Abandoned Houses Abandoned houses are controversial in my opinion. Firstly, I will say I have photographed a fair few derelict houses, but they are not my go-to kind of building. It makes me uncomfortable being inside someone’s private space with all of their belongings around me. I feel like I’m disrespecting them, especially if they have passed, which is usually the reason the house is abandoned in the first place. Many of the houses I have photographed have happened to be on the same site as an abandoned farm such as this cattle farm in Perth. Plenty of industrial sites also once housed caretakers so there will often be an abandoned residential property on a site like the Clackline Refractory, also in Perth, Western Australia. That one was insane. I almost stepped on the dead kangaroo lying on the floor outside the front door and the entire inside had been plastered with manic wall writings. I’ve never seen anything like it even to this day! There have also been a few houses I’ve photographed which crossed the moral boundaries. When I stumbled upon the address of the Claremont Serial Killer (Western Australia), Bradley Edwards, and was told his house was

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Abandoned St. Brigid’s Hospital Connaught Asylum in Galway, Ireland │Abandoned World Photography Urbex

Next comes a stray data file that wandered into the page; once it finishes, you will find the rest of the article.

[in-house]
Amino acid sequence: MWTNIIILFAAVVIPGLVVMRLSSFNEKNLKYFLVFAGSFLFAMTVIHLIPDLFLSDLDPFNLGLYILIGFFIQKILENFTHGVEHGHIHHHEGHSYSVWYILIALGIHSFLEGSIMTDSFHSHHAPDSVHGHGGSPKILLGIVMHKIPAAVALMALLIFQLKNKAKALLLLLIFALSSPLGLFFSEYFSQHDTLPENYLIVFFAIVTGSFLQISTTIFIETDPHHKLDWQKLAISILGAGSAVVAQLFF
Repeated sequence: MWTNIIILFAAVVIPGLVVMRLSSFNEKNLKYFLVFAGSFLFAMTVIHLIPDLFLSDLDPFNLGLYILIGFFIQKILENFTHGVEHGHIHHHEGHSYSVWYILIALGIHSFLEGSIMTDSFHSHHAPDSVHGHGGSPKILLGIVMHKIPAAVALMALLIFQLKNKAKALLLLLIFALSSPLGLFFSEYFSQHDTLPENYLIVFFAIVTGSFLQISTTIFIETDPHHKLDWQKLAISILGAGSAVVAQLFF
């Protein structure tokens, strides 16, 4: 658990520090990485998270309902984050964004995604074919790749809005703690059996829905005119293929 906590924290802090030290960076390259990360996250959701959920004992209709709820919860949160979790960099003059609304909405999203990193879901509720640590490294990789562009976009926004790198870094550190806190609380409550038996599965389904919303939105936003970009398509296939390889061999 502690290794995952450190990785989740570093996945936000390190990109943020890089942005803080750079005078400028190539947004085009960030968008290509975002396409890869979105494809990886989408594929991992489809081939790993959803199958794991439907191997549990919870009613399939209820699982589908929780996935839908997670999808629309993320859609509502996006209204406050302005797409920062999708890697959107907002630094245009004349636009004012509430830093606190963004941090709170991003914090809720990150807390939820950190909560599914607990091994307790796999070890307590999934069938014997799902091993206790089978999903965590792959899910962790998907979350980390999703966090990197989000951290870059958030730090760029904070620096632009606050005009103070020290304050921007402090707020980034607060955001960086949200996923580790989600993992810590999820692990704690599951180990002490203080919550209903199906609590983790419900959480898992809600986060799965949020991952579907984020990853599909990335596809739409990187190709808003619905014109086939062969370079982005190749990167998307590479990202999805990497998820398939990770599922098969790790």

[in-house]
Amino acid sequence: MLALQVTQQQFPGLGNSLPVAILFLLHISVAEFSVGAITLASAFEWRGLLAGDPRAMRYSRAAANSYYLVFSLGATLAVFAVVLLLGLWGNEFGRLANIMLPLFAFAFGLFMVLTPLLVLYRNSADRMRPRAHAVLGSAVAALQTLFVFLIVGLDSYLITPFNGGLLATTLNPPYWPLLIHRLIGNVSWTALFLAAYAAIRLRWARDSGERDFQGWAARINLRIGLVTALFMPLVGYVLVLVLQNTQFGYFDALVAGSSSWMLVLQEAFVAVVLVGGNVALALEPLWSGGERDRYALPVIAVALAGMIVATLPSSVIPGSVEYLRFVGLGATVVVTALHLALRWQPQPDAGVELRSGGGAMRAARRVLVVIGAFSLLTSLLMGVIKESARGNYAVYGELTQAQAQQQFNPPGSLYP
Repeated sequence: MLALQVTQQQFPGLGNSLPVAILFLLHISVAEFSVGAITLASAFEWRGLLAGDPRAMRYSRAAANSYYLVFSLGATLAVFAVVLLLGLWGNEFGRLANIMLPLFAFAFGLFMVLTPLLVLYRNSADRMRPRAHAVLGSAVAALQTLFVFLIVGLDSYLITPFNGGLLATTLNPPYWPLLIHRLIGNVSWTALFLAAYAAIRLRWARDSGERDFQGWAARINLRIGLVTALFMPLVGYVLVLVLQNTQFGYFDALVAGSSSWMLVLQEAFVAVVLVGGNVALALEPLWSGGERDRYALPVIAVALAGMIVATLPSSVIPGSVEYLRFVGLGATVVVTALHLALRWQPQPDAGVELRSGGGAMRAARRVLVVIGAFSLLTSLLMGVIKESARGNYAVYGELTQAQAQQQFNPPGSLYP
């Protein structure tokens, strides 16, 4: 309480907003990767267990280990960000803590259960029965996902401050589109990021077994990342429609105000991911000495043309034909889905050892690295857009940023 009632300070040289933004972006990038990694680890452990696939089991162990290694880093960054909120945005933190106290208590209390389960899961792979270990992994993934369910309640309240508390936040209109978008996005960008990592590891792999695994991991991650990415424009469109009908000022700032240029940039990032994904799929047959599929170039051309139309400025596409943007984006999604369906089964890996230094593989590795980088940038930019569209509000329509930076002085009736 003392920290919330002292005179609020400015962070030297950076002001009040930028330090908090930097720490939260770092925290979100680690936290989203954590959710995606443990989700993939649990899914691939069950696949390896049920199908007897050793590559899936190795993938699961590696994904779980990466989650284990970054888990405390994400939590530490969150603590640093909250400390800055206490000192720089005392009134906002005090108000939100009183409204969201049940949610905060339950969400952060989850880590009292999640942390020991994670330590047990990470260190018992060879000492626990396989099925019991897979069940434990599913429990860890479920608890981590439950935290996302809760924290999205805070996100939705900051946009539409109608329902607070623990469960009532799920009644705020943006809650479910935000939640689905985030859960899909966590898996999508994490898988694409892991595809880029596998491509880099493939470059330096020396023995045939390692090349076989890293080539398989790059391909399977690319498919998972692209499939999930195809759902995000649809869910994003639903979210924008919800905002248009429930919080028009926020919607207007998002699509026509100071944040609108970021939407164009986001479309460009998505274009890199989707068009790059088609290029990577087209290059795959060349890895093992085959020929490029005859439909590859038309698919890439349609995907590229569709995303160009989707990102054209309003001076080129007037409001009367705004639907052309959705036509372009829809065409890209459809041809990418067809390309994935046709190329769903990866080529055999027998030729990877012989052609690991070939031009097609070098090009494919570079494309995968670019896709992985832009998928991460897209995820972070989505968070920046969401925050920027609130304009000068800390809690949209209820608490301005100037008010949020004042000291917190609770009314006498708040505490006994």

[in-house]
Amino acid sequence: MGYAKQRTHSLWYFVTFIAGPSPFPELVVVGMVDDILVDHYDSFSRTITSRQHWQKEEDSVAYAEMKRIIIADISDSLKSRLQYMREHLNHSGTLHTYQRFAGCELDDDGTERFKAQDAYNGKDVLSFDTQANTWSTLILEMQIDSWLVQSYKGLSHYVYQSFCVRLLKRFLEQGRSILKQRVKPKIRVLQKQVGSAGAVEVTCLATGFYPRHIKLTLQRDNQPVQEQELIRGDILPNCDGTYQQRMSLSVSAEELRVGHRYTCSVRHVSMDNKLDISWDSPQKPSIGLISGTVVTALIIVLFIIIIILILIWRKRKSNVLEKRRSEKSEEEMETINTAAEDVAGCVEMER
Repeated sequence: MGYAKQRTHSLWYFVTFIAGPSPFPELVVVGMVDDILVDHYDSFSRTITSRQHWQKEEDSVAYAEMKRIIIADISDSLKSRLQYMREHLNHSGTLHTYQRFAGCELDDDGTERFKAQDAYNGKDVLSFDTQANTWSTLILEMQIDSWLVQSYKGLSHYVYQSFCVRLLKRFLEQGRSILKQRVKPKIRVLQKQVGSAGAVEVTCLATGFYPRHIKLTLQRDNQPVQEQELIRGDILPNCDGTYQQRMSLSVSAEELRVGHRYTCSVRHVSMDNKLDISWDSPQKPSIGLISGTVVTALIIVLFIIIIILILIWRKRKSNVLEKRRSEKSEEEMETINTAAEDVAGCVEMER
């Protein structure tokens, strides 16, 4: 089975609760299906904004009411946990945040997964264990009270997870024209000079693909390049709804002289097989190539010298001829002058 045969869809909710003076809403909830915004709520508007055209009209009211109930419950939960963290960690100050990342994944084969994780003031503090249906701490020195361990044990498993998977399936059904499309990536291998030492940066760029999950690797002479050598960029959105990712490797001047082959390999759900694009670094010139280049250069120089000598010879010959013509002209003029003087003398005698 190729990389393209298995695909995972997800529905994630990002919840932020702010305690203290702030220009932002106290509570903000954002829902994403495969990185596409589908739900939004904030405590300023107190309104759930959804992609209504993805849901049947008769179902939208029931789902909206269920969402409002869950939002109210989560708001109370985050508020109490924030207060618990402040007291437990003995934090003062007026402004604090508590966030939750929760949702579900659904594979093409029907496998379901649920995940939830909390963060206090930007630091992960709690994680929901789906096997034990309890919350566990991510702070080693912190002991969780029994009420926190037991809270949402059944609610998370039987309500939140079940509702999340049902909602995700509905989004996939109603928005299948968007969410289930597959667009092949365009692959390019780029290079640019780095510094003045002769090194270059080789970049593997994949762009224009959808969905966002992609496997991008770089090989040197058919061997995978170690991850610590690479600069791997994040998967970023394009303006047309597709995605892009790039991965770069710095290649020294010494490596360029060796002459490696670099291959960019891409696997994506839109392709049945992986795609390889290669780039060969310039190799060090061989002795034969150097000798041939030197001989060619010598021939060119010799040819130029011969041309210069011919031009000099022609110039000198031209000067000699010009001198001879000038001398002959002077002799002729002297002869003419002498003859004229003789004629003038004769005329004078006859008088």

Abandoned World Photography

Abandoned Hospitals and Mental Asylums

Abandoned Hospitals and Mental Asylums Exploring a derelict hospital or abandoned mental asylum is probably my number one idea of a day well spent. I love them so much I’ve even brought first dates on adventures to them (there was never a second date ☹)! There are a few things I love about abandoned hospitals and mental asylums: They are massive in size. There are often security guards so the “getting access” stage is always super fun. It also keeps you on your toes once inside which is a positive thing. They always have fascinating and often morbid histories. When I post the photographs on social media, people often leave their own personal stories or memoirs of the former hospital/asylum, which I love to read, and I feel it adds a nice context to my photography. They are often quite spooky even in the daytime, so the adrenaline rush is ridiculous (one of the reasons why I love urbex). I’m sure this will sound strange to people who don’t understand urbex, but there’s no better way to feel alive than to visit a derelict hospital or asylum!